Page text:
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American Speech-Language-Hearing Association

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American Journal of Speech-Language Pathology

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Purpose: The purposes of this study are to provide clinicians and researchers with introductory psychometric data for the main concept analysis (MCA), a measure of discourse informativeness, and specifically, to provide descriptive and comparative statistical information about the performance of a large sample of persons not brain injured (PNBIs) and persons with aphasia (PWAs) on AphasiaBank discourse tasks.

Method: Transcripts of 5 semi-spontaneous discourse tasks were retrieved from the AphasiaBank database and scored according to detailed checklists and scoring procedures. Transcripts from 145 PNBIs and 238 PWAs were scored; descriptive statistics, median tests, and effect sizes are reported.

Results: PWAs demonstrated overall lower informativeness scores and more frequent production of statements that were inaccurate and/or incomplete. Differences between PNBIs and PWAs were observed for all main concept measures and stories. Comparisons of PNBIs and aphasia subtypes revealed significant differences for all groups, although the pattern of differences and strength of effect sizes varied by group and discourse task.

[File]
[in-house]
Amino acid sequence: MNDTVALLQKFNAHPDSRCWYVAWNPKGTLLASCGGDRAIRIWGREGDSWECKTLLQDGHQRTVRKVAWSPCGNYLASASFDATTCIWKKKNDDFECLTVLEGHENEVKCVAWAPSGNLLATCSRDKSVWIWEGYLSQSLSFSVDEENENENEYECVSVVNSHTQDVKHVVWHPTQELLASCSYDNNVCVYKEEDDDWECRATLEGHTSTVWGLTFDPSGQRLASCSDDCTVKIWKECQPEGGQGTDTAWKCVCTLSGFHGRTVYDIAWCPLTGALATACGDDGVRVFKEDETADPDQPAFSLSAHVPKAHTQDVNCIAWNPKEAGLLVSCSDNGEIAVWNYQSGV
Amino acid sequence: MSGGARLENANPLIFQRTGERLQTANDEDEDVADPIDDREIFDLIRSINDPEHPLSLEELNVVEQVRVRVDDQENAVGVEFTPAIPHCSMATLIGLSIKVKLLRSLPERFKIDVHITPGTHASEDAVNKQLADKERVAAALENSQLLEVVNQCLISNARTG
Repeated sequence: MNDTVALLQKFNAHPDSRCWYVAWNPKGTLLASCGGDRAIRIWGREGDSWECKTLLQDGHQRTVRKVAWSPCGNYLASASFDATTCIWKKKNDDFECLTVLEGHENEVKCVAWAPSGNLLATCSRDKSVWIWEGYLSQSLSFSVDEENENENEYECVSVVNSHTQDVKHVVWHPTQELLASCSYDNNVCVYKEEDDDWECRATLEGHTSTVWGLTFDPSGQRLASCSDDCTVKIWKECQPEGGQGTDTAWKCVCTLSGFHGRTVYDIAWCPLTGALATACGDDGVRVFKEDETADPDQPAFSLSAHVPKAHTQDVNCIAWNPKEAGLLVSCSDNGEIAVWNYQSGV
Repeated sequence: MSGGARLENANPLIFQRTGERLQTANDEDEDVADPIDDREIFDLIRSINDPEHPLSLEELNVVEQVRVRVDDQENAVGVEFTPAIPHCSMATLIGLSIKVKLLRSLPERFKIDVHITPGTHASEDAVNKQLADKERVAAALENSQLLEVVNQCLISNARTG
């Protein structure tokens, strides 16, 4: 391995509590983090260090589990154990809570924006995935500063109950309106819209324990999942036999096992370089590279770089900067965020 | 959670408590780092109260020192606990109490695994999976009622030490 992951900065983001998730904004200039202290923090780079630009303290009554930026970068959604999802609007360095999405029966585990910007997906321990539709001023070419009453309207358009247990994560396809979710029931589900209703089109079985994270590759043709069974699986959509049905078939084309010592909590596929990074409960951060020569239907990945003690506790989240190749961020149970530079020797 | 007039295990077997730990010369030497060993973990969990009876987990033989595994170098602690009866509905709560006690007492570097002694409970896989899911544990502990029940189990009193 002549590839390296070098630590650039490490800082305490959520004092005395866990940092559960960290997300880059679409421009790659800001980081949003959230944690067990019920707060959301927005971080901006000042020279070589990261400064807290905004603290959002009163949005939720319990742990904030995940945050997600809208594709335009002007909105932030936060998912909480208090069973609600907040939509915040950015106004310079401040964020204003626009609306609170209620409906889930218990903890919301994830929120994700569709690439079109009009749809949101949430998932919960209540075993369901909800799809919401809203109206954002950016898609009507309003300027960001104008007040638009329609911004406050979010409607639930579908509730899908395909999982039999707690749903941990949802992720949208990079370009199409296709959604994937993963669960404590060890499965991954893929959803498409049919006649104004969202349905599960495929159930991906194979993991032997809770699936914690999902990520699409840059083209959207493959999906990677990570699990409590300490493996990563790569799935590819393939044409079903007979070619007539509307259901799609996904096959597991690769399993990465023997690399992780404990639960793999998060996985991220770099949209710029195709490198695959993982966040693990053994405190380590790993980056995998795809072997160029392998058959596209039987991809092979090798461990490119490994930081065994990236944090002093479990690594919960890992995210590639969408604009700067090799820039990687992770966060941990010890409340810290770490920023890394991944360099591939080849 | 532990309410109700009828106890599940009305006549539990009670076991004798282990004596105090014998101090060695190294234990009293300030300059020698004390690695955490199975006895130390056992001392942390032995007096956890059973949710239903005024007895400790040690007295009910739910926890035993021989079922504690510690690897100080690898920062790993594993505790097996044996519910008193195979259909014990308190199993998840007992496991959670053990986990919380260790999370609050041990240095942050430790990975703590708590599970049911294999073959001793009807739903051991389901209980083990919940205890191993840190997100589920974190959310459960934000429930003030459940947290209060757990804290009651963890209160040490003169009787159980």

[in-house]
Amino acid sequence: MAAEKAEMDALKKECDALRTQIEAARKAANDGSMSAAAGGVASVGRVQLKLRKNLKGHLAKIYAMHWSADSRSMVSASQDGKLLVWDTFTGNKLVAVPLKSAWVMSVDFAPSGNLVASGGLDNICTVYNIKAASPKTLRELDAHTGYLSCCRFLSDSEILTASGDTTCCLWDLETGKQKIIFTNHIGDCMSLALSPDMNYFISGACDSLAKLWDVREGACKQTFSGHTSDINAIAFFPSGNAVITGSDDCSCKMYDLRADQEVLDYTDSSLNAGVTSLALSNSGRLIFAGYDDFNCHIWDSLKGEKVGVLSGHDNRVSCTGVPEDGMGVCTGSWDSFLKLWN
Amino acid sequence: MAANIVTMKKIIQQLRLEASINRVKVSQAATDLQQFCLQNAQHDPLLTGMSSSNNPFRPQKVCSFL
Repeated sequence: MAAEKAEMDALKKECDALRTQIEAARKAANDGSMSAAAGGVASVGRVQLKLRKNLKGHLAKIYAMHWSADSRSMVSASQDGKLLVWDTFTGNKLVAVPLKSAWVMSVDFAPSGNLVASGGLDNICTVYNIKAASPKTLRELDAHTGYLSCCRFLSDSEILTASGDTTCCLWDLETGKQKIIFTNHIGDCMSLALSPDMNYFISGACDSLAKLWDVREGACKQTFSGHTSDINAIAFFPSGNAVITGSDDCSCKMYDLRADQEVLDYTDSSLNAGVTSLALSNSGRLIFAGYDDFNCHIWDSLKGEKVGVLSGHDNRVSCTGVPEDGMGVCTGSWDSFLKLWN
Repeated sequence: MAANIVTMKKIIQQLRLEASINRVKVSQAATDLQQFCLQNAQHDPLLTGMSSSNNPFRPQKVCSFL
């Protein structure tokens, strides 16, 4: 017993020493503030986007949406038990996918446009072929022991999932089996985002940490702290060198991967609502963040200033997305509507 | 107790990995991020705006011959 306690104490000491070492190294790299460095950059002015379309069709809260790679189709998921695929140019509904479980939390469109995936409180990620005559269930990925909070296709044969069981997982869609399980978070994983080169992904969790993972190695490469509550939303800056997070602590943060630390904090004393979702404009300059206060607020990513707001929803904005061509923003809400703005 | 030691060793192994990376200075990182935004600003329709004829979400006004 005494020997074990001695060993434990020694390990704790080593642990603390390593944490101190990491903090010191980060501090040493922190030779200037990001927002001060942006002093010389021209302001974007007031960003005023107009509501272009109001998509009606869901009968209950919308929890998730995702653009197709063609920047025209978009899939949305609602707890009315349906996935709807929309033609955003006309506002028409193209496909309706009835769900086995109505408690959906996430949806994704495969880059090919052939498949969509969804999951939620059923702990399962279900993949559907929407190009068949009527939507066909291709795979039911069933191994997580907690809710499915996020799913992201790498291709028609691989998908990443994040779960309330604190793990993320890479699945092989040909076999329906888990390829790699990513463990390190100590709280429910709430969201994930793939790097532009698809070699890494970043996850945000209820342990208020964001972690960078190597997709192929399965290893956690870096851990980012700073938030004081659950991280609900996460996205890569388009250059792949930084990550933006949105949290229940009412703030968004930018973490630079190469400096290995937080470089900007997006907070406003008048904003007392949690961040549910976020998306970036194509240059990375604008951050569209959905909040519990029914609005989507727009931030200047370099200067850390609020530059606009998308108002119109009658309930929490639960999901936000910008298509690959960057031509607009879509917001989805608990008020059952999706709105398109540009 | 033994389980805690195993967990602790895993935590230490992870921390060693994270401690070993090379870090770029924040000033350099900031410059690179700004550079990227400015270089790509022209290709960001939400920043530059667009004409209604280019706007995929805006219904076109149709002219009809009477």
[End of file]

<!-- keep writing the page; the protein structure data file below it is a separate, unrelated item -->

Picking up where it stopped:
Conclusions: These results may improve the investigative and clinical utility of the MCA by providing descriptive and comparative information for PNBIs and PWAs for standardized discourse tasks that can be reliably scored. The results indicate that the MCA is sensitive to differences in discourse as a result of aphasia.


Accepted version. American Journal of Speech-Language Pathology, Vol. 28, No. 1S (March 2019): 293-320. DOI. © 2019 American Speech-Language-Hearing Association. Used with permission.

Sarah Grace Hudspeth Dalton was affiliated with University of New Mexico, Albuquerque at the time of publication.

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